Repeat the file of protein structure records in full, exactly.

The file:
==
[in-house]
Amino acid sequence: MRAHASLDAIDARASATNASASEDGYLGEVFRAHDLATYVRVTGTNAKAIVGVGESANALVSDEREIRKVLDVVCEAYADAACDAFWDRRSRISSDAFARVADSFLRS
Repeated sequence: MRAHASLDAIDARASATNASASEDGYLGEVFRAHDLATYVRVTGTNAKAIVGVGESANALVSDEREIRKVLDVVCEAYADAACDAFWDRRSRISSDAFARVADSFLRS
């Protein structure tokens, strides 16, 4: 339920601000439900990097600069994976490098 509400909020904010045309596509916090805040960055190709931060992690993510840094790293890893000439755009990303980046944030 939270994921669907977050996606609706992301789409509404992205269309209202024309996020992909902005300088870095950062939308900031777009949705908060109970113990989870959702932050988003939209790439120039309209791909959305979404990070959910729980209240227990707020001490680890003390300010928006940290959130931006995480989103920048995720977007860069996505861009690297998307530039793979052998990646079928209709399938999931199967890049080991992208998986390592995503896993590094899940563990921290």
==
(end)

[in-house]
Amino acid sequence: MRAHASLDAIDARASATNASASEDGYLGEVFRAHDLATYVRVTGTNAKAIVGVGESANALVSDEREIRKVLDVVCEAYADAACDAFWDRRSRISSDAFARVADSFLRS
Repeated sequence: MRAHASLDAIDARASATNASASEDGYLGEVFRAHDLATYVRVTGTNAKAIVGVGESANALVSDEREIRKVLDVVCEAYADAACDAFWDRRSRISSDAFARVADSFLRS
């Protein structure tokens, strides 16, 4: 339920601000439900990097600069994976490098 509400909020904010045309596509916090805040960055190709931060992690993510840094790293890893000439755009990303980046944030 939270994921669907977050996606609706992301789409509404992205269309209202024309996020992909902005300088870095950062939308900031777009949705908060109970113990989870959702932050988003939209790439120039309209791909959305979404990070959910729980209240227990707020001490680890003390300010928006940290959130931006995480989103920048995720977007860069996505861009690297998307530039793979052998990646079928209709399938999931199967890049080991992208998986390592995503896993590094899940563990921290």